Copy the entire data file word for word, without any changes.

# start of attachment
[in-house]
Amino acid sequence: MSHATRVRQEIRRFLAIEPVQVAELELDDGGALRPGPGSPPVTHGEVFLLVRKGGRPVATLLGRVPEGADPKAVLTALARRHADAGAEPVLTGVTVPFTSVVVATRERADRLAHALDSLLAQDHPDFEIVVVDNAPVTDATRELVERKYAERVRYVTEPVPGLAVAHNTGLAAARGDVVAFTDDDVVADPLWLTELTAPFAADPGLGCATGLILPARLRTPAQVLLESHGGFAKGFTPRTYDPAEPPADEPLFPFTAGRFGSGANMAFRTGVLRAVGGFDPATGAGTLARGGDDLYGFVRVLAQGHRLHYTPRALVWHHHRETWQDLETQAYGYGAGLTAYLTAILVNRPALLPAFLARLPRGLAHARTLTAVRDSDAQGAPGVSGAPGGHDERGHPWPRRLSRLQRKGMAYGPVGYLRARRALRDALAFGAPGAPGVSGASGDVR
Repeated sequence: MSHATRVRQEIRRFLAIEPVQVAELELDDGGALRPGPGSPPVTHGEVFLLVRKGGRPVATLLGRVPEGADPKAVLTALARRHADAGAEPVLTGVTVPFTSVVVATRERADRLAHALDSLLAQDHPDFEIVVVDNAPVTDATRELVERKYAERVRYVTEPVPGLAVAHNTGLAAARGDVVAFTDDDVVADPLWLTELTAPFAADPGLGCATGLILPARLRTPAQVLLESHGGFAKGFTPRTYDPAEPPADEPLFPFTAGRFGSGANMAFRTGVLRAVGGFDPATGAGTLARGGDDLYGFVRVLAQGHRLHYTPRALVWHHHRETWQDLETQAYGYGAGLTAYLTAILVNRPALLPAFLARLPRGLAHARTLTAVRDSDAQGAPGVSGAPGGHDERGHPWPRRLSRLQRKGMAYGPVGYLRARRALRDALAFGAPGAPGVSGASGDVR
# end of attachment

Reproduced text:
[in-house]
Amino acid sequence: MSHATRVRQEIRRFLAIEPVQVAELELDDGGALRPGPGSPPVTHGEVFLLVRKGGRPVATLLGRVPEGADPKAVLTALARRHADAGAEPVLTGVTVPFTSVVVATRERADRLAHALDSLLAQDHPDFEIVVVDNAPVTDATRELVERKYAERVRYVTEPVPGLAVAHNTGLAAARGDVVAFTDDDVVADPLWLTELTAPFAADPGLGCATGLILPARLRTPAQVLLESHGGFAKGFTPRTYDPAEPPADEPLFPFTAGRFGSGANMAFRTGVLRAVGGFDPATGAGTLARGGDDLYGFVRVLAQGHRLHYTPRALVWHHHRETWQDLETQAYGYGAGLTAYLTAILVNRPALLPAFLARLPRGLAHARTLTAVRDSDAQGAPGVSGAPGGHDERGHPWPRRLSRLQRKGMAYGPVGYLRARRALRDALAFGAPGAPGVSGASGDVR
Repeated sequence: MSHATRVRQEIRRFLAIEPVQVAELELDDGGALRPGPGSPPVTHGEVFLLVRKGGRPVATLLGRVPEGADPKAVLTALARRHADAGAEPVLTGVTVPFTSVVVATRERADRLAHALDSLLAQDHPDFEIVVVDNAPVTDATRELVERKYAERVRYVTEPVPGLAVAHNTGLAAARGDVVAFTDDDVVADPLWLTELTAPFAADPGLGCATGLILPARLRTPAQVLLESHGGFAKGFTPRTYDPAEPPADEPLFPFTAGRFGSGANMAFRTGVLRAVGGFDPATGAGTLARGGDDLYGFVRVLAQGHRLHYTPRALVWHHHRETWQDLETQAYGYGAGLTAYLTAILVNRPALLPAFLARLPRGLAHARTLTAVRDSDAQGAPGVSGAPGGHDERGHPWPRRLSRLQRKGMAYGPVGYLRARRALRDALAFGAPGAPGVSGASGDVR